Finally fixing a problem with driver signing

Because I am a fan of retro computing, I am owning and supporting several fan products and services and so I have to start my Windows 7 X64 in test mode and had to sign several drivers manually since none of these projects have the 500 USD to pay every year to Microsoft.

about half a year ago, it happened that I had to reinstall one of those LTP interface drivers, “no problem!”, I thought since the Driver Signature Enforcement Overrider always worked on me for the many years back. However for whatever reason even though done everything correctly, it wouldn’t load the driver if not hit F8 and select to run without driver signature enforcement every time.

A bit of a nerve-racking pain, but hey, at least stuff worked again!
I even had one of the people involved in the development of the drivers looking into it by remote accessing my PC and he also didn’t find the root cause. We guess an update to the system supplied by Windows Update at some point, “fixed” a hole and so this beautiful way of signing new drivers somehow doesn’t work completely anymore (any drivers signed before work still fine, though).

Now, the problem was recently, that my keyboard broke and the new one wouldn’t work all the time in DOS/BIOS mode, according to he changelog of my motherboard, there is a bug in the initial BIOS release.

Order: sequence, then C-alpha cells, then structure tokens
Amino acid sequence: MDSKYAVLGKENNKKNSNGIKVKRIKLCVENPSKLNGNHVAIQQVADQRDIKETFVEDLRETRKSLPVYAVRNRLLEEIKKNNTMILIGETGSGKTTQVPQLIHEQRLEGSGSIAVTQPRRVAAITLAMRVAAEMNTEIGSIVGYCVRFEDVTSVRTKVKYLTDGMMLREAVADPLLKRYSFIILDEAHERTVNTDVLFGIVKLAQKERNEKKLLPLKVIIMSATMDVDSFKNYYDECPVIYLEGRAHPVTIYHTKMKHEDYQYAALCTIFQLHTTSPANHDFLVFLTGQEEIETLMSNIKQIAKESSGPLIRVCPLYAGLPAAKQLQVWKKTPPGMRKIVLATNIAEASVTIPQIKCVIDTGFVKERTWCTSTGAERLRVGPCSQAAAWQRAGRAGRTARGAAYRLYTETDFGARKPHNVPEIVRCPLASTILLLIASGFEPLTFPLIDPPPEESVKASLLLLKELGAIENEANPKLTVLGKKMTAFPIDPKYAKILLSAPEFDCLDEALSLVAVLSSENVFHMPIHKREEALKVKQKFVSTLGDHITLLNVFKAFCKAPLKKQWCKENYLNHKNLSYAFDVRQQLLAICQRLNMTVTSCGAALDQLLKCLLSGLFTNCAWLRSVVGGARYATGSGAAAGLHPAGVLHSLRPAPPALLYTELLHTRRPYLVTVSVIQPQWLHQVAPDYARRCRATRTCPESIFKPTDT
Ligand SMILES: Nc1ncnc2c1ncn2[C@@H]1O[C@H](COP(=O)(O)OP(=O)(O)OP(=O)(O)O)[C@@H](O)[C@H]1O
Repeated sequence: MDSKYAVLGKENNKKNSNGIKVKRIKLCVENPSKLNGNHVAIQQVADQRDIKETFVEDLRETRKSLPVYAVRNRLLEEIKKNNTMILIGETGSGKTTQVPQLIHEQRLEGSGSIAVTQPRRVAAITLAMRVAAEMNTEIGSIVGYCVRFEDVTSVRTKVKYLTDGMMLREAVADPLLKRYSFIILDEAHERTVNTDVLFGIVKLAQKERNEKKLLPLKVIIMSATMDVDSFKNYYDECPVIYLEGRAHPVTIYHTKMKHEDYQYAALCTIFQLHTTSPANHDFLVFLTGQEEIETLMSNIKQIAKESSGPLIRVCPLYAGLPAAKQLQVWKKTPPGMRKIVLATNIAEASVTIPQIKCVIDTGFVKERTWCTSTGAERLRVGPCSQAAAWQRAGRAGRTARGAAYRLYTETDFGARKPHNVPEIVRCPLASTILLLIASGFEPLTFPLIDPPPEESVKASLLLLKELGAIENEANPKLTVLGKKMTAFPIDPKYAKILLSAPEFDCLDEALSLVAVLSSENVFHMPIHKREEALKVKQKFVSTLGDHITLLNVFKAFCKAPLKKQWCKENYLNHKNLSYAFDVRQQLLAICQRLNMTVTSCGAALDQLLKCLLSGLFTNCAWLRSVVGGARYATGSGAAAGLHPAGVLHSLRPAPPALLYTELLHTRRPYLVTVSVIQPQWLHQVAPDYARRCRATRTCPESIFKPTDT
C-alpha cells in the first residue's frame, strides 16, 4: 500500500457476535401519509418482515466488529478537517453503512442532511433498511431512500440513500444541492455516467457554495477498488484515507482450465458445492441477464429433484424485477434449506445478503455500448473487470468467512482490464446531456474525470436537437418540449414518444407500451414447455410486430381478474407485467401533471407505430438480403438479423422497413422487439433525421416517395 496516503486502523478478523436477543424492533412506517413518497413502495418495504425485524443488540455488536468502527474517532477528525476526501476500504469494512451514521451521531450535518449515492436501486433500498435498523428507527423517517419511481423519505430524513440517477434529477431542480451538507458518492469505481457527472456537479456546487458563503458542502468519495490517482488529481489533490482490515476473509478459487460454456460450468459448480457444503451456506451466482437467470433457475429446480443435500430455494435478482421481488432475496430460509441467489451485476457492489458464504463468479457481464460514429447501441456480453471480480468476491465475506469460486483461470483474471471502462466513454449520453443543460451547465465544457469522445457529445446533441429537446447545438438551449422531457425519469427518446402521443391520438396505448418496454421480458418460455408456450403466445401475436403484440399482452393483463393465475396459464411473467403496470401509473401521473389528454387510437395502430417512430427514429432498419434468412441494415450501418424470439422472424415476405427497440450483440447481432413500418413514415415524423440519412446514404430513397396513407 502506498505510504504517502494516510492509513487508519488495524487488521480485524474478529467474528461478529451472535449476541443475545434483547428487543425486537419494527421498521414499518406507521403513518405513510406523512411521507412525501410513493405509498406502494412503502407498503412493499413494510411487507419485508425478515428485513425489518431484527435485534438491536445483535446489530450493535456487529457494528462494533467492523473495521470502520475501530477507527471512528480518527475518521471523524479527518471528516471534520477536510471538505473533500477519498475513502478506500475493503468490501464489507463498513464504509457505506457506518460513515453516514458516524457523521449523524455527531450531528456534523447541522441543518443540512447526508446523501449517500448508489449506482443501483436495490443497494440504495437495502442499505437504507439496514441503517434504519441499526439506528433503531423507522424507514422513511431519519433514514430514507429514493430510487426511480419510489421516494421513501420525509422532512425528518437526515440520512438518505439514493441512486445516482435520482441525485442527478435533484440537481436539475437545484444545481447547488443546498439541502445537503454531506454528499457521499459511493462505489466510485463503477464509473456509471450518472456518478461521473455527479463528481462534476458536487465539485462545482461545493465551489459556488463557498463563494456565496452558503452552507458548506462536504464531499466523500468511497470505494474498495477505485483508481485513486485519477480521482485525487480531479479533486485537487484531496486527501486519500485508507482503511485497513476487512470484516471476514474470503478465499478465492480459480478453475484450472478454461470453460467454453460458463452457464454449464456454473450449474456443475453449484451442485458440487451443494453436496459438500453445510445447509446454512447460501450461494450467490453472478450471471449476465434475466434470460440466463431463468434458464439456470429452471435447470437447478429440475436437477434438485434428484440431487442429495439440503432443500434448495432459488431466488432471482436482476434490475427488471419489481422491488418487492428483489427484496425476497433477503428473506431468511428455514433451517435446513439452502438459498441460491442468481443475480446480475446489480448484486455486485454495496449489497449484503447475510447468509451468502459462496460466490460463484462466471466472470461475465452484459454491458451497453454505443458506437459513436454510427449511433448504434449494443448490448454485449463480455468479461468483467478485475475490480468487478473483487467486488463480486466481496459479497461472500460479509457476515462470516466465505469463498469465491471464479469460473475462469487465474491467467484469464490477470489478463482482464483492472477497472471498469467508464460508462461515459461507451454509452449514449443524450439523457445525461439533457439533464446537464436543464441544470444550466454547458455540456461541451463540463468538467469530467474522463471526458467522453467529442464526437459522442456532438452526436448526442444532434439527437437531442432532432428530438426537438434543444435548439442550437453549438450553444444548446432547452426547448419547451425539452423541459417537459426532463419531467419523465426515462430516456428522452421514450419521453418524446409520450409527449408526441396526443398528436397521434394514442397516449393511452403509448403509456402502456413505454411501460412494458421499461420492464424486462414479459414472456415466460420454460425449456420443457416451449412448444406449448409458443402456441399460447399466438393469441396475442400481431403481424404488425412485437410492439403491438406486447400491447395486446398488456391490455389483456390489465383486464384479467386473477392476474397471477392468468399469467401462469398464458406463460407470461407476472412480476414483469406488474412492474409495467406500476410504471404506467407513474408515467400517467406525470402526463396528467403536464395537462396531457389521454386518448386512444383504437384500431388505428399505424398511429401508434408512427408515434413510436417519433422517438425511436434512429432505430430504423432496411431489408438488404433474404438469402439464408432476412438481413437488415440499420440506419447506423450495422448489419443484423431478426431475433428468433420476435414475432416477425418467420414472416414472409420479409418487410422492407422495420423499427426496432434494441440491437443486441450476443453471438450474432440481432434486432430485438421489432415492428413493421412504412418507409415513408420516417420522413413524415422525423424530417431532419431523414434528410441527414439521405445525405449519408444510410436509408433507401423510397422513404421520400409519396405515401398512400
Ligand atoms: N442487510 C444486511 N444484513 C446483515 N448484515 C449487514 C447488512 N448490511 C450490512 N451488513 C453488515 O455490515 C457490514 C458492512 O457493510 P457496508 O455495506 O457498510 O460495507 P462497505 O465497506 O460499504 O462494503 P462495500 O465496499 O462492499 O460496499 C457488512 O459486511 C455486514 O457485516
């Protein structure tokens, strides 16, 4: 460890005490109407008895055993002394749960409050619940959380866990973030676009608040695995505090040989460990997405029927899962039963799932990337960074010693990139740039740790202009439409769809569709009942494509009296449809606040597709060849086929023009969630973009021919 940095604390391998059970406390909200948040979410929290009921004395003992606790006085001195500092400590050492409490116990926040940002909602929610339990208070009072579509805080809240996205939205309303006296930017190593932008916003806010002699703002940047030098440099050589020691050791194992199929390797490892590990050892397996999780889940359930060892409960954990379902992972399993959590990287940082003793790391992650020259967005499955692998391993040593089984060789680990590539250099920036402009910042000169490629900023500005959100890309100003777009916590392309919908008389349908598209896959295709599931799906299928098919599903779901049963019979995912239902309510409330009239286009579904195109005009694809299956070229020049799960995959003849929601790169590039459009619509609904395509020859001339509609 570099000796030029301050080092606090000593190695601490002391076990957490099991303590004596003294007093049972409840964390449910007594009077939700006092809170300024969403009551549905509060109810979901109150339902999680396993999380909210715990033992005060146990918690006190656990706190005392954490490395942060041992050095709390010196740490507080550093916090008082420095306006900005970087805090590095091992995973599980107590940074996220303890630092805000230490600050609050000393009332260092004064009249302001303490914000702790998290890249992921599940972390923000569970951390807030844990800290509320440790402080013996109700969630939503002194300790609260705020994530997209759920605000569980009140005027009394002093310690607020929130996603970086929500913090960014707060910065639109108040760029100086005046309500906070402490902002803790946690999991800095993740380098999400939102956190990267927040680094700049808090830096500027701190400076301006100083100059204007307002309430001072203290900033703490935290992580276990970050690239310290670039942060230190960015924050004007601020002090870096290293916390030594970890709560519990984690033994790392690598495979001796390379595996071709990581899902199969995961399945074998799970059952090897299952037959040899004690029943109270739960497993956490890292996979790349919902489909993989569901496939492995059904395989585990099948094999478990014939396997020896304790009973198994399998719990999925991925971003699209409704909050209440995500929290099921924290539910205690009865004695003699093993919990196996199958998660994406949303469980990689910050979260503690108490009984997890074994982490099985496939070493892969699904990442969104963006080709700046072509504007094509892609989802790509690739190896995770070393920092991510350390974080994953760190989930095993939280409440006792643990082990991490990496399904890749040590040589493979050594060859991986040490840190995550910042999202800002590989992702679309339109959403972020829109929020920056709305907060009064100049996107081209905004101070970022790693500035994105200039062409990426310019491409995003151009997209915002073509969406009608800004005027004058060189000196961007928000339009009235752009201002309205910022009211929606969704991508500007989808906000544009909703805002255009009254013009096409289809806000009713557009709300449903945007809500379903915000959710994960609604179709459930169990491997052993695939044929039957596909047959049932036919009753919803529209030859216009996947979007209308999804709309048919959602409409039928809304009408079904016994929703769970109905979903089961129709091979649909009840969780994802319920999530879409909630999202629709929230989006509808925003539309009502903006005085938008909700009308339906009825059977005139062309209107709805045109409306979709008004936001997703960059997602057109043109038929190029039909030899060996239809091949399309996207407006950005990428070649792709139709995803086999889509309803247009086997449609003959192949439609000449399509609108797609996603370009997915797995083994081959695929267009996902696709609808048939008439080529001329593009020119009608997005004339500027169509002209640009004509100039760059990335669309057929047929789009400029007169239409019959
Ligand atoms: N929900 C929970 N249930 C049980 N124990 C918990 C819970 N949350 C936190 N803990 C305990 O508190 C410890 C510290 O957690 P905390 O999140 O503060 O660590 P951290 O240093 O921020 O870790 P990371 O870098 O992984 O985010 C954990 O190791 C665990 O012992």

But the latest BIOS has obviously a bug which would cause my PC to not work anymore after updating. even CMOS clear and recovery boot wouldn’t work. So, I have got a new BIOS chip burned with a backup of the 1.0 BIOS my board came with.

So, at least my PC works again, but still no keyboard until Windows booted up. The work around was attaching a small number keypad that would allow me to control the boot menu and BIOS settings if required but still no way to hit the F8 key to manually disable driver signature enforcement.

Then it stroke my brain: Back then in 2006, there was a second way , a way that was told to be dangerous as it could render your Windows non-bootable but it would automatically select the right menu entry for you prior booting Windows Vista.

I just retrieved it again! It is now even available for booting from a floppy disk or an USB stick. It’s called ReadyDriver v2 and can be downloaded from here. (You need the tool rwwrtwin to write the boot image to disk, or just use the boot CD/DVD image from the other site above.

Anyway, now I just pop in the floppy disk and it automagically selects Windows 7 X64 and then presses F8 and the right menu entry and now no more hassling 🙂

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